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Shyamal Banerjee/Mint
Shyamal Banerjee/Mint

Changing rules after bids are in

PFRDA needs to put some more thought behind its plan of action

The National Pension System (NPS), which is arguably one of the world’s best retirement savings programmes, is just not getting the attention it deserves from the people it was made for. To be fair, NPS is stacked against commission-heavy, more-visible products such as insurance, making it a tiny speck. What worsens the poor traction is the haphazard way in which the Pension Fund Regulatory and Development Authority (PFRDA) is writing the rules of the game.

NPS has functioned without a statutory authority for almost five years. After a long struggle of nearly a decade, PFRDA got its statutory standing only last year. Given the struggle for statutory recognition, one would have hoped to see the regulator making up for lost time, taking concrete measures to stabilize the scheme and making it popular.

But in the past seven months alone, directions from the top have been rather unsystematic. The NPS journey still seems fraught with hiccups, the latest among which is pension fund regulations spelling out slightly different eligibility criteria and starkly different fees structures from what was stated when PFRDA called for bids from PFMs in January. On top of this, these draft regulations come at the fag end of the bidding process.

In January this year, PFRDA had decided to revert to the bidding process after it was disrupted in 2012. In 2009, NPS started with six PFMs who bid for a fund management cost of 0.0009%, but soon, due to unimpressive footprint, sustainability became an issue and one PFM withdrew. Then, in 2012, the auction system was thrown out of the window and a fund management charge cap of 0.25% was decided. This, along with other changes such as bringing more PFMs into the fold and allowing them to market NPS as well, was expected to help the programme gain traction. But not only did this not work as desired, it adulterated the beautiful design of NPS, which put strict firewalls between different entities of the NPS architecture.

So, after the pension Bill was passed and the then chairman of PFRDA, Yogesh Agarwal, quit, PFRDA once again decided to go back to the bidding process. However, it didn’t completely revert to the original design of not allowing the PFMs to market NPS.

For a scheme that’s been around for five years, this back and forth can be disruptive: markets usually respond well to stability as opposed to constant change. Nonetheless, bids were invited and Reliance Capital Pension Fund Ltd surprised us all when it bid for a fund management cost of 0.01%. A result of this was that DSP BlackRock Pension Fund Managers Pvt. Ltd, which got its licence in 2012, chose to opt out since it did not match the lowest bid. The others, including a new entrant, chose to stay in the game. But soon after the bids were nearly done, came the draft regulations on PFMs with some significant discrepancies.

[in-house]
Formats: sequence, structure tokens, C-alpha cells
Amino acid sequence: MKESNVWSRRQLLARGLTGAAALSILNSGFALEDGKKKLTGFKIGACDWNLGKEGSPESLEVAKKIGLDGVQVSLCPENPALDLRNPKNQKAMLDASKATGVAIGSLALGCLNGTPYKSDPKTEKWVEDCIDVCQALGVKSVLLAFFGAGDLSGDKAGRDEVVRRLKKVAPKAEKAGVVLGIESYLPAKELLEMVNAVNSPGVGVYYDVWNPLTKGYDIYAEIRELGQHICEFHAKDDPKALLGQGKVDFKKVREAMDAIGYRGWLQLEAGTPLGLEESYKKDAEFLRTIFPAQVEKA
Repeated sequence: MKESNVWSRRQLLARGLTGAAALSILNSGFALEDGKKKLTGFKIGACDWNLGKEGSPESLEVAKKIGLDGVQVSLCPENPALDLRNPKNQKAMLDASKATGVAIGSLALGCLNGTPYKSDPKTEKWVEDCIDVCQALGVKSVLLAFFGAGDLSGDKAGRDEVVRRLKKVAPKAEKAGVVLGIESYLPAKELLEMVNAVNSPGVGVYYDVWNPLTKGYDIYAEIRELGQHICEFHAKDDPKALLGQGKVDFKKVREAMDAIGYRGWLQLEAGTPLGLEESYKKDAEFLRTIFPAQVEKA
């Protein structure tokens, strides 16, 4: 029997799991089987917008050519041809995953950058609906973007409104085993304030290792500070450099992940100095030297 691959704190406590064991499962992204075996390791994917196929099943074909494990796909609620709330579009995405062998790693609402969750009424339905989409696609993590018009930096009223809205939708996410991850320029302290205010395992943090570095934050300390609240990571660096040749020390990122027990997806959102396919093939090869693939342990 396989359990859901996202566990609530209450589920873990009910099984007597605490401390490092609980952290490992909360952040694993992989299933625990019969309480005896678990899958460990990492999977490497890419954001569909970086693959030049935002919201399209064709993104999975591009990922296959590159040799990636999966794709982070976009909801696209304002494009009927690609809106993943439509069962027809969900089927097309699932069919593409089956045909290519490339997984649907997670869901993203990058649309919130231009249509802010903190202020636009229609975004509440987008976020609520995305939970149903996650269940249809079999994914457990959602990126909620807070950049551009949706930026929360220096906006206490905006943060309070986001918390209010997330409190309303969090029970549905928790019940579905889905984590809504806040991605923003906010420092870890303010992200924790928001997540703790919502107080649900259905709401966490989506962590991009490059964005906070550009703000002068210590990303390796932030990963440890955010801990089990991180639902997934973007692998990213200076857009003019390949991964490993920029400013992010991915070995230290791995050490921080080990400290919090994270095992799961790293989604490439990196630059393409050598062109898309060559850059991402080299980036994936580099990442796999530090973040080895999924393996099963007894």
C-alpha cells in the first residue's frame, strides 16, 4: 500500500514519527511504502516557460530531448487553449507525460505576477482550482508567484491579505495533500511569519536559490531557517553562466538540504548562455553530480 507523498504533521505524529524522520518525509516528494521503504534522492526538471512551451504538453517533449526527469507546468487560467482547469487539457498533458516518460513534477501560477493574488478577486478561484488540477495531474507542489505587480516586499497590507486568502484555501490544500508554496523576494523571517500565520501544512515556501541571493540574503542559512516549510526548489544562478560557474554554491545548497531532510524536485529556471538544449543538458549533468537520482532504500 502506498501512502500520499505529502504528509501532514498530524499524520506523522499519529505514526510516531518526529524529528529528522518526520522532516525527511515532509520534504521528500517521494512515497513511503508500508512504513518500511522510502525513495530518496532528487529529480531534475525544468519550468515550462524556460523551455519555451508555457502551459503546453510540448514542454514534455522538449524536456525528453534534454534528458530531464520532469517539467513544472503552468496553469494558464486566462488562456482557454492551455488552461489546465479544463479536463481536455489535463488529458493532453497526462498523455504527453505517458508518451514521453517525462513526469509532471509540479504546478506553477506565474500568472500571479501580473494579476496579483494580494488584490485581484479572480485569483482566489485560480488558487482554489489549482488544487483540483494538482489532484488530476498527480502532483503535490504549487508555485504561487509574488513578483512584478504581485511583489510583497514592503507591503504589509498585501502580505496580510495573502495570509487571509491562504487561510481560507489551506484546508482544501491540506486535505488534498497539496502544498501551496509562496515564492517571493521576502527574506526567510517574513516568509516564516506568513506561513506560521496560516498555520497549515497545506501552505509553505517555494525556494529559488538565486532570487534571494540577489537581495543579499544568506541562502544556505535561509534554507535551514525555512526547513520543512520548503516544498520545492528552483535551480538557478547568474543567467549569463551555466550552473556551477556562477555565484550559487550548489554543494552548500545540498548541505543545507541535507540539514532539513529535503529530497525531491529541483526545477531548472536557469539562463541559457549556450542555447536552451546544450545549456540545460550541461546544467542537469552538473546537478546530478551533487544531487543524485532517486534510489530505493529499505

To begin with, there was a much higher fee structure. The draft regulations have three kinds of fees payable to the authority. The application fee is 15 lakh for the private sector NPS and 10 lakh for the government NPS. Then there is a registration fee of 25 lakh. There is an annual fee of 0.005% of the assets under management (AUM) or 10 lakh, whichever is higher. In the request for proposal (RFP) for the bidding process, the application registration fee mentioned was 1 lakh and the annual fee was the higher of 0.005% of the AUM or 2.5 lakh.

The new increased fee calls into question the viability of a fund management charge of 0.01%—at this level, a PFM will need a corpus of 1,000 crore to be able to pay the annual fee of 10 lakh to the regulator. At present, the private sector NPS manages around 3,577 crore of AUM, with a bulk of this being with the public sector PFMs and about 400 crore with the private PFMs.

It would have made more sense to first draft the pension fund regulations and then call for bids, so that PFMs could make a true assessment of costs involved. Although PFRDA says it will give PFMs time and will take steps to ensure a smooth transition, where was the need to put the cart before the horse? After the PFRDA Bill got cleared last year, it was natural to draft regulations on all aspects relevant to the NPS. Why did the bidding have to precede regulations? Wouldn’t it have been better to first get the draft ready instead of disrupting the NPS’s progress a third time?

And this is not all; there is one other point of departure from the proposal. According to the proposal, PFMs were to be given the licence for five years, but the draft seeks to give a permanent licence. This is a big step for PFMs because initially PFRDA had decided to give licences for a brief period so that the PFMs could bid to get their licence again and the whole process would help at better price discovery. But it’s not certain if the bidding process would go. Draft regulations don’t mention the modalities but PFRDA told Mint Money that enough flexibility would be given to ensure better price discovery and to allow for more PFMs as the AUM grows. But shouldn’t this have been explained in greater detail in the pension fund draft? After all, it’s a draft for public opinion and it shouldn’t raise more questions than it answers.

The steps being taken seem either whimsical or rushed. PFRDA needs to put some more thought behind its plan of action. What it also needs to do now, and do it quickly, is to focus on increasing consumer awareness and popularity of NPS.

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